• Retrospectives are about collecting lessons learned for our PMO to track!
  • We do Pair Programming (a senior guy reviews all commits), Test-Driven Development (20 page formal test plans review d by QA AND the analyst team, and use Continuous Integration (we do a massive build the week before a release)
  • User stories, requirements stories, development stories, test stories, and all sorts of other “types of stories” allow us to track the work!
  • Our impediments list helps track why we miss our commitments!
Some things you can do to pave the way toward having a more graceful Gorillarina:
  • Recognize that you are not going to instantly get results by doing standups or using notecards or renaming your project manager the "Scrummaster"
  • I know it's been said 1000x, but empower your team(s) to solve problems, if your process is getting in the way, ditch it... or fix it...
  • Recognize that "agile" is not a technology thing, it's a business thing... everybody needs to have skin in the game.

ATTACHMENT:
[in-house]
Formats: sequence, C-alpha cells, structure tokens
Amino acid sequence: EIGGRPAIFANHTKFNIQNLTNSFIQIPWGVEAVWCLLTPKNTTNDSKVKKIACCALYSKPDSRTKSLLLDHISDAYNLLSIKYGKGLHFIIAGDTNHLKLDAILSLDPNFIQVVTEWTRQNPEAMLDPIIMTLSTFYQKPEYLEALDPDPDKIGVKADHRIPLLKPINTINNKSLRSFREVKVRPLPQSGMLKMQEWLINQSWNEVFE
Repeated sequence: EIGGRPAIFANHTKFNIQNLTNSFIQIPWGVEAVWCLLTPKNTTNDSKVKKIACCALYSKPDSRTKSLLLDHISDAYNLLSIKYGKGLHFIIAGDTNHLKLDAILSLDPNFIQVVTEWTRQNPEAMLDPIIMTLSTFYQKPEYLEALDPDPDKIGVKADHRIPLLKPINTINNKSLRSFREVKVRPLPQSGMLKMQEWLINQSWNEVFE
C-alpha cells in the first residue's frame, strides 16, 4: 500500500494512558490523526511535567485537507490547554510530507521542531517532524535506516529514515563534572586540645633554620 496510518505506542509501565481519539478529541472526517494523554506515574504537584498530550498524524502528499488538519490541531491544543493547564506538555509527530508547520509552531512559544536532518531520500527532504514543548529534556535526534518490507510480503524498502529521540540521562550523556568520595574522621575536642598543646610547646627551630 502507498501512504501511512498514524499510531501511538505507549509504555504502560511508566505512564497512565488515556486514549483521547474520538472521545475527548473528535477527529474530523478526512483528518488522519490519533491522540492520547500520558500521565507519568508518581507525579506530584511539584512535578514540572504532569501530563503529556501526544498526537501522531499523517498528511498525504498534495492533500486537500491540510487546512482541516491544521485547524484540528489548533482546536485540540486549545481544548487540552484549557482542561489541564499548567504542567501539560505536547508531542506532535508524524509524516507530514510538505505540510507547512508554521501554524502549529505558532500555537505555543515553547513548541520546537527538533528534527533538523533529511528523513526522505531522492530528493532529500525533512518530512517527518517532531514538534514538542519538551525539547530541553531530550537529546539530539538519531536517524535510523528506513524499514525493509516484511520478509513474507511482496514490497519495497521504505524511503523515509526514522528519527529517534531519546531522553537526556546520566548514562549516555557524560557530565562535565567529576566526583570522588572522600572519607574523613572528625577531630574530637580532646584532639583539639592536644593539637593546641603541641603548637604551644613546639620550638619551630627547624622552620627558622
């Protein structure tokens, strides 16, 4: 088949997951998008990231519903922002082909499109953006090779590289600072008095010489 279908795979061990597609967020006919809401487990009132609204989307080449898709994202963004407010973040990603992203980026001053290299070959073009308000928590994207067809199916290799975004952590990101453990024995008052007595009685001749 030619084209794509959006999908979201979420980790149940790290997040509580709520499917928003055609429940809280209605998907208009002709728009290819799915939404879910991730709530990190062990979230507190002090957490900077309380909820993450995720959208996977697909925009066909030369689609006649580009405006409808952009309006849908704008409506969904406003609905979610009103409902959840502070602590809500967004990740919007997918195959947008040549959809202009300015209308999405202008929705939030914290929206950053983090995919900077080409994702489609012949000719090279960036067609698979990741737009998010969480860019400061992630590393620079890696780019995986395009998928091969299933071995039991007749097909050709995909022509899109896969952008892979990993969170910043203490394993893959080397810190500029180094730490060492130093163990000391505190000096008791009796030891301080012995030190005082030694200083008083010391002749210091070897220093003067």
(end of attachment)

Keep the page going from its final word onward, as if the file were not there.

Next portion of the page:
• Agility is about values reified as techniques and practices, not merely practices!
  • If you're in the Chicago area, drop us a line at
  • Find another organization that has a track record or producing results and let them help you (although our sales department would really like you to use the link above ;) )

One last note and something that was brought up while editing. Agile is not JUST the practices (jeez, there we go again...) it is as much about building shared values and attitudes about what the team is doing. Many organizations think they can send a couple of guys to "scrumaster training" and they'll come back and infect the entire organization. Helping transform teams and entire organizations from one mindset to another is a job that requires practice, experience, and skills that are not acquired in a one (or two) week class. It takes a certain type of person to fulfill this mission and if your goal is REAL transformation, it is in your best interest to seek out folks who have a proven track record. It can be a daunting task for someone who is inexperienced in the field, and if you think you can send a Business Analyst to a training course and then have them run around your organization waving the magic "agile" wand at projects, you'll most often end up with a bunch of "agile best practices" but no real transformation.

Special thanks to Si Alhir and Steve Fastabend for feedback and editorial assistance....

Wednesday, October 19, 2011

Promiscuous programming